Inhalants

Inhalants can vary in chemical structure, potential harmfulness, and accessibility. For instance, many inhalants are found in ordinary, household items such as markers or paints.

Reportedly, there are those who use inhalants for reasons other than their intended use and these substances may cause a user to lose focus and develop problems with coordination.   

Adverse events, side effects, and risks of inhalants may include:

  • Altered/weakened sense of smell
  • Loss of strength/coordination problems
  • Difficulty communicating
  • Euphoria and possible elation
  • Increased heart rate
  • Nosebleeds/severe headaches
  • Brain damage
  • Irritability
  • Hearing loss
  • Depression
  • Heart and liver damage
  • Lung and kidney damage

Examples of inhalants include:

  • Fumes from markers, gasoline, paint, and paint thinners
  • Room deodorizers
  • Aerosol sprays
  • Pen ink
  • Glue

Physiological effects such as increased heart rate and difficulty communicating could also make it dangerous to drive while under the influence of inhalants. Ultimately, sober driving is always safer than driving under the influence.

Combining or Mixing Drugs

You should never mix drugs, medications, or other substances together without the approval of a licensed medical practitioner.

The reason for this is that taking any two of the aforementioned substances simultaneously may cause unpredictable, catastrophic, or even fatal outcomes. For example, combining depressants and opioids can result in seizures and other serious side effects.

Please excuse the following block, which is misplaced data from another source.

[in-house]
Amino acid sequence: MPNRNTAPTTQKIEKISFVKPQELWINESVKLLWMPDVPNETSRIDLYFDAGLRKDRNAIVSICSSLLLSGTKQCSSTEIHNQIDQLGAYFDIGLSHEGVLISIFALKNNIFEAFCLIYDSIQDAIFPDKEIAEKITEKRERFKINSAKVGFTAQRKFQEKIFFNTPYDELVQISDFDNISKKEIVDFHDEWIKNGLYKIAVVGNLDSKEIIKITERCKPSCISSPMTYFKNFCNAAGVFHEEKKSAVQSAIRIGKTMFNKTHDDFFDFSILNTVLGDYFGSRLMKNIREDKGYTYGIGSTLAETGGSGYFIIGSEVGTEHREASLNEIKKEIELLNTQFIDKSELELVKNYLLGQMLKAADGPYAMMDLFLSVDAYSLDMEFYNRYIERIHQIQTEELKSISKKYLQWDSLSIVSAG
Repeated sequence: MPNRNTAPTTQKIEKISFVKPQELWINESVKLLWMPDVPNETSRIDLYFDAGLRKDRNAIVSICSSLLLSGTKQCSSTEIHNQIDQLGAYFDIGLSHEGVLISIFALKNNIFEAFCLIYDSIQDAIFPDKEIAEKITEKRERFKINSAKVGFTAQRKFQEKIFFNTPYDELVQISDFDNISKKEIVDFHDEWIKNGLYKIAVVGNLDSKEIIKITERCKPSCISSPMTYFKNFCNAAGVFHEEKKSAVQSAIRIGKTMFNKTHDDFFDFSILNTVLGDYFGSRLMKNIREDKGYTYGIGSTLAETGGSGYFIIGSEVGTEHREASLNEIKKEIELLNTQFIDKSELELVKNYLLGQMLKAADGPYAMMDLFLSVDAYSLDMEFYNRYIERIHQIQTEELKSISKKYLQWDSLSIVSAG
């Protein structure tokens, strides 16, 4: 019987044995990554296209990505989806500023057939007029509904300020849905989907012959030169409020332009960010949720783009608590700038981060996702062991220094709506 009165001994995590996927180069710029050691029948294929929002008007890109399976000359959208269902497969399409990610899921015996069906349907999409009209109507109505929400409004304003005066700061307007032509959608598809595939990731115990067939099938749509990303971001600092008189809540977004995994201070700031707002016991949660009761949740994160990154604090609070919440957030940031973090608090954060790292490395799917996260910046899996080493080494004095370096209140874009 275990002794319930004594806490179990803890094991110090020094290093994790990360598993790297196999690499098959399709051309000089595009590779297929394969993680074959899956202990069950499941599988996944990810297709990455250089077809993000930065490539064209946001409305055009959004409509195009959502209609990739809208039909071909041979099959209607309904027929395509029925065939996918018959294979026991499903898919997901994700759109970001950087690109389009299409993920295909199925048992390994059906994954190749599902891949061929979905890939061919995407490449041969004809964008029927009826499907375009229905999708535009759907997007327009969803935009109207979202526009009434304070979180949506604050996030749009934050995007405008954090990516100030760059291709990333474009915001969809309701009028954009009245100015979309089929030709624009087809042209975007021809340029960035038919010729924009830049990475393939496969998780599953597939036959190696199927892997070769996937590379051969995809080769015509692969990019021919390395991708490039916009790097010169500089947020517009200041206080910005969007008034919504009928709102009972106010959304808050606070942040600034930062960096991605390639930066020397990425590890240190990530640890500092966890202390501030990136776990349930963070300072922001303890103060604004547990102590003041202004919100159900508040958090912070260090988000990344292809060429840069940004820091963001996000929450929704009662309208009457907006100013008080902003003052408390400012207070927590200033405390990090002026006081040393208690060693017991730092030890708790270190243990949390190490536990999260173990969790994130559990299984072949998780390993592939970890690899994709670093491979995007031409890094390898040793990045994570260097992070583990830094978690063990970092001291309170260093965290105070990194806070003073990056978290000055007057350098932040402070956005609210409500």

The Best Course of Action

To start, you should first seek a health evaluation from a licensed medical practitioner prior to taking a prescribed drug or seeking an alternative form of medication. Second, make sure that you follow the instructions for your medications diligently (unless otherwise instructed by your doctor). Then, if you plan on going out, make sure you know how your medications will affect your driving ability and basic motor skills.

If you do need to get somewhere while under the influence of a drug, seek a safe mode of transportation such as a city bus, rideshare, taxis, or a clear-headed friend or family member.

Injured by Someone under the Influence?

If you or someone you know has been injured by someone under the influence of drugs, contact Lerner and Rowe Injury Attorneys for a free consultation. Our office hours are Monday through Friday, from 8:00 a.m. – 5:00 p.m., but someone is always available to take your call at 844-977-1900. Additionally, you can fill out an online form or take advantage of our LiveChat feature to get in touch with us. The best part? We don’t collect a penny until we win your case, so don’t wait! Contact Lerner and Rowe today!

The information on this blog is for general information purposes only. Nothing herein should be taken as legal advice for any individual case or situation. This information is not intended to create, and receipt or viewing does not constitute, an attorney-client relationship.